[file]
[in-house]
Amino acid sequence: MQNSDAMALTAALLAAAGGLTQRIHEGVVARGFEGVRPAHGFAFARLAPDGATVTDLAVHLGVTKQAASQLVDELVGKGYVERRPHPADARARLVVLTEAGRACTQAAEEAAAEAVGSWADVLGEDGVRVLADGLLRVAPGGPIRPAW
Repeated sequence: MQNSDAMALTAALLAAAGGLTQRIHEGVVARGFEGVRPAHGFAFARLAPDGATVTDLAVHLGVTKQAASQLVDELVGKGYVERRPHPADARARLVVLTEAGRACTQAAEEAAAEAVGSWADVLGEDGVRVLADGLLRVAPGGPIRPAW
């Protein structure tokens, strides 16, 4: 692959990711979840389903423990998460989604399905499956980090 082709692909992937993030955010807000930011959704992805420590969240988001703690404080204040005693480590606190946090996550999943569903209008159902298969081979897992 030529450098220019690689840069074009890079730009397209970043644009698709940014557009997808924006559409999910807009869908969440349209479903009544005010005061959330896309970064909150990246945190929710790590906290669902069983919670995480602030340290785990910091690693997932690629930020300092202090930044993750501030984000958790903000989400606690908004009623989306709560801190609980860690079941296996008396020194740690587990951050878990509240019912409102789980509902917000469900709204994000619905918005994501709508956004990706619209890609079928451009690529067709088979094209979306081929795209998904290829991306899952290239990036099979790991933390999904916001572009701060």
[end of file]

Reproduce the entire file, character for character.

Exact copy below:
[in-house]
Amino acid sequence: MQNSDAMALTAALLAAAGGLTQRIHEGVVARGFEGVRPAHGFAFARLAPDGATVTDLAVHLGVTKQAASQLVDELVGKGYVERRPHPADARARLVVLTEAGRACTQAAEEAAAEAVGSWADVLGEDGVRVLADGLLRVAPGGPIRPAW
Repeated sequence: MQNSDAMALTAALLAAAGGLTQRIHEGVVARGFEGVRPAHGFAFARLAPDGATVTDLAVHLGVTKQAASQLVDELVGKGYVERRPHPADARARLVVLTEAGRACTQAAEEAAAEAVGSWADVLGEDGVRVLADGLLRVAPGGPIRPAW
């Protein structure tokens, strides 16, 4: 692959990711979840389903423990998460989604399905499956980090 082709692909992937993030955010807000930011959704992805420590969240988001703690404080204040005693480590606190946090996550999943569903209008159902298969081979897992 030529450098220019690689840069074009890079730009397209970043644009698709940014557009997808924006559409999910807009869908969440349209479903009544005010005061959330896309970064909150990246945190929710790590906290669902069983919670995480602030340290785990910091690693997932690629930020300092202090930044993750501030984000958790903000989400606690908004009623989306709560801190609980860690079941296996008396020194740690587990951050878990509240019912409102789980509902917000469900709204994000619905918005994501709508956004990706619209890609079928451009690529067709088979094209979306081929795209998904290829991306899952290239990036099979790991933390999904916001572009701060």